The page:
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"Compassion Is an Action and Not Just a Word"

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Kind 66 By Kim Underwood

Winston-Salem/Forsyth County Schools

OCTOBER 8, 2018 – On Friday, some students at Meadowlark Elementary stood up in front of the entire school and talked about compassion.

“Compassion is encouraging people every single day,” said Ava Bourgeois, who is the third grade.

Fifth-grader Drew Davis talked about the importance of small acts of kindness, such as inviting someone who looks a little lonely to play with you at recess.

“That small gesture may have turned their day around,” Drew said.

“Compassion is something that cannot be broken,” said fourth-grader Daniela Samaniego.

The occasion for expressing such thoughts was the dedication of the school’s Compassion Corner. As a place where people can sit when they could do with a bit of positive attention, a Compassion Corner serves as a tangible reminder of the importance of treating others with kindness and respect.

"I was very excited when Dr. Raymer told me that we were going to receive a Compassion Corner Bench," said Karen Browder, the School Counselor for grades 3 through 5. "The concept of the bench aligns perfectly with the concepts that myself and Mrs. Pesce, K-2nd Counselor, promote through our Counseling program.”

“We worked with the students in the weeks leading up to the dedication ceremony to be sure that, when the big day arrived, all of our students had a thorough understanding of what ‘Compassion’ really means."

Ava 82 The Compassion Corner at Meadowlark is the latest placed at a Winston-Salem/Forsyth County elementary school thanks to the people with an organization called Compassionate Winston-Salem.

The Compassion Corners are one aspect of Compassionate Winston-Salem’s efforts to nourish compassion in the community. Winston-Salem was the 18th city in the United States – and the first in North Carolina – to designate itself as a Compassionate City.

On Friday, Mayor Allen Joines, along with Truman Dunn and Sue Carlton of Compassionate Winston-Salem were among those who joined Principal Neil Raymer on stage for the ceremony.

“We must begin each day with compassion,” Raymer said to everyone. “A compassionate school and community begins with you.”

As part of the ceremony, the students in the fifth-grade chorus sang with music teacher Janice Ward leading them, and students spelled out “Compassion” by having one student at a time hold up a letter.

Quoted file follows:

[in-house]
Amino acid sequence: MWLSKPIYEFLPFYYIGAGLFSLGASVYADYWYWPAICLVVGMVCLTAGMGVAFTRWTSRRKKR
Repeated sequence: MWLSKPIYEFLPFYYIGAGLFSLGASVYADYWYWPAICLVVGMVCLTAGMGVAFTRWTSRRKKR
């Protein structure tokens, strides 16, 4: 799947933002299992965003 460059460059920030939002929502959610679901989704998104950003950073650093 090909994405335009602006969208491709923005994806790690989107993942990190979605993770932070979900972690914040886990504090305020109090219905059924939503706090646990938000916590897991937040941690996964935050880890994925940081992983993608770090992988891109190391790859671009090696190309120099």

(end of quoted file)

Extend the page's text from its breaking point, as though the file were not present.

Drew 87 Adam Cofer, who is in the third grade, held up the letter C.”

Adam’s mother, Tammy Cofer, was among a number of parents present. When getting dressed that morning, she said, Adam told her, “I’ve got to look like church today.”

Fifth-grader Remy Conwell read a poem she had written for the occasion. You can read it below.

After the ceremony, Reese Robertson, who had been the letter “M” in “Compassion,” joined her mother Erin Robertson. Reese said she was happy to be the letter “M.” If she were picking her favorite letter, though, it would be “R” because that is the first letter in her name.

Adam likes “A” because it is the first letter of the alphabet and the first letter in his name.

After the ceremony, Ava joined her parents, Lee and Holly Bourgeois. To get ready, she said, she had recited her piece to her parents maybe 30 times.

Letter 67 Speaking had been a good experience, Ava said. “I was kind of nervous but I was also excited because I was doing good.”

Drew joined his father, Brad Davis. Drew said he had been a little nervous beforehand – that was definitely the biggest group he had ever spoken to. It had turned out to be an enjoyable experience.

“It was fun,” he said.

Drew is a good person, his father said.

“He cares,” Brad Davis said. “He is going to, without a doubt, make a difference in the world. I call him ‘My Difference Maker.’”

Drew had good things to say about his father as well.

“He’s caring,” Drew said. “He spreads kindness every time he can.”

The Compassion Corner sits at front of the school near one of the playgrounds, and, before the dedication ceremony, kindergarten teachers Robin Siega-Riz, Heather Douglas, and Sally Tarvin were out with their students. The importance of being kind to others is something they start teaching in kindergarten, they said.